( (Photo Credit: Dan Hamilton / USA TODAY Sports )

By: Danielle DuBois | Follow me on Twitter @DanielleDuBois

The Boston Bruins defense is remarkable this season. With almost the same roster as last season’s defense, what caused this sudden turnaround? Each week we will be breaking down a player on the Bruins’ defense and discussing why it works. This week we will take a look into Connor Clifton’s statistics. 

The Boston Bruins signed Connor Clifton back in 2018 after his contract with the Arizona Coyotes fell through. He started his Bruins career by playing 54 games for the Providence Bruins. In the 2018-2019 season, Clifton was brought up for 19 games. Within those 19 games, he scored one assist and had 22 shots. With the slow start from Clifton, the Bruins would only bring him up from Providence when needed. However, in the 2021 -2022 season, Clifton played the most games of his career with 60 games. 

This season Clifton has had one of his best seasons yet. He has set a career-high with three goals and nine assists in the 34 games this season. Not to mention defensively, he has had 92 hits, and his +/- is 12. While his penalty minutes sit at 30 this season, he is more disciplined than other young players. 

Clifton is projected to have the most penalty minutes in his career this season; however, he only has one penalty in December. Also, not to mention that ten minutes of the 30 were for fighting. Defensemen getting fighting penalties is expected, and it shows that they can be physical. The Bruins are known for being a physical team, so Clifton stepping up this season and becoming more physical allows him to thrive in this system.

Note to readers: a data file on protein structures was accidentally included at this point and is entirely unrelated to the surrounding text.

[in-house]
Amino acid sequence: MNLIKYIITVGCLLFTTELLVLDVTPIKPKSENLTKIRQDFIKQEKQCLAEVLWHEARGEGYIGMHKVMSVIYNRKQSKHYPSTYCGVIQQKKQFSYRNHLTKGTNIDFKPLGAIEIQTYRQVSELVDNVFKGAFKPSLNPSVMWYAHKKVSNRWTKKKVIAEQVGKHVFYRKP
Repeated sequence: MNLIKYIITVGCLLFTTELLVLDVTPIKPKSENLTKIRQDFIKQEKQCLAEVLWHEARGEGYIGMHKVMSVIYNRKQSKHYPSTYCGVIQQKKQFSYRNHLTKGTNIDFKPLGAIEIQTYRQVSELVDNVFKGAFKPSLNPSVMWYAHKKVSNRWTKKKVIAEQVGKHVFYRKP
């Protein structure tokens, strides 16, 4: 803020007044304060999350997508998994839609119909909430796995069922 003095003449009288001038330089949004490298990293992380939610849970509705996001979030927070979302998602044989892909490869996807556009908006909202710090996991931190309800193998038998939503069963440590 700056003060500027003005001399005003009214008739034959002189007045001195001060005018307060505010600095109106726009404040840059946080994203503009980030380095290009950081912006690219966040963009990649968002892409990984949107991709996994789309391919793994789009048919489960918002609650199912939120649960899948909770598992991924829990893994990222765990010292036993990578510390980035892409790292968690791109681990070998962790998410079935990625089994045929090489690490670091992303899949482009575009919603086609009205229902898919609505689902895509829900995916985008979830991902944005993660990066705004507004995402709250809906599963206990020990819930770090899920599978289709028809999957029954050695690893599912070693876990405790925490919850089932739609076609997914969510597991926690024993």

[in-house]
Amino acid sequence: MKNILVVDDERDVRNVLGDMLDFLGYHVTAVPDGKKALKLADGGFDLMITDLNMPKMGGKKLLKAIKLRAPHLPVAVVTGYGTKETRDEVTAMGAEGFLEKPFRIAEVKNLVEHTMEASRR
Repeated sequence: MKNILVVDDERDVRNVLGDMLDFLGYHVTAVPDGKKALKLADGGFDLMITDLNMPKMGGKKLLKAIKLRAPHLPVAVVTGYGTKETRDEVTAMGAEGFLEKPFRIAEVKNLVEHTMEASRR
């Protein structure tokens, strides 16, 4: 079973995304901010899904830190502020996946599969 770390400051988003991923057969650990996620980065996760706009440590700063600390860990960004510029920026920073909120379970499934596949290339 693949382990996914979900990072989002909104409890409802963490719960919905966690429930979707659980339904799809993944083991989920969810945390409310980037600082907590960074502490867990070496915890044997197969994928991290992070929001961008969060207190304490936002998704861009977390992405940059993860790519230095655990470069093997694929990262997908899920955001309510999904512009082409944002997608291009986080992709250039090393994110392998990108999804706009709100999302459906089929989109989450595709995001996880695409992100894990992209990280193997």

While other defenders on the Bruins have better offensive statistics, Clifton makes up for it with his ability to carry the puck into the zone and his insane puck control. We have always been able to see glimpses of this talent, but he hadn’t showcased it until Jim Montgomery came in. Players like David Pastrnak and Matt Grzelcyk attempt to carry the puck into the offensive zone quite frequently, but all they end up doing is turning the puck over to the other team. 

Clifton knows that his strengths rely on puck control and being physical, so he showcases it in every game. When Clifton is on the ice, he steps up where he is needed to help carry the puck into the zone so a scoring attempt can be made by one of his teammates.

Every team needs a player like Connor Clifton. A quiet but physical defender that can step up in any way necessary. When Montgomery came into the Bruins system, he excelled at connecting with every player and finding out what their strengths are. We saw Clifton have glimpses of hope throughout last season, but he needed a coach that could utilize his true talent. Montgomery has paired Clifton with Derek Forbort for the majority of the season, and it has allowed both players to excel greatly. Forbort is known for his ability to block shots and his physical plays. 

Between Clifton’s puck handling and Forbort’s ability to block almost any shot, the two complement each other greatly. With Clifton showing us who he is, there is no doubt that he is an up-and-coming star.Ā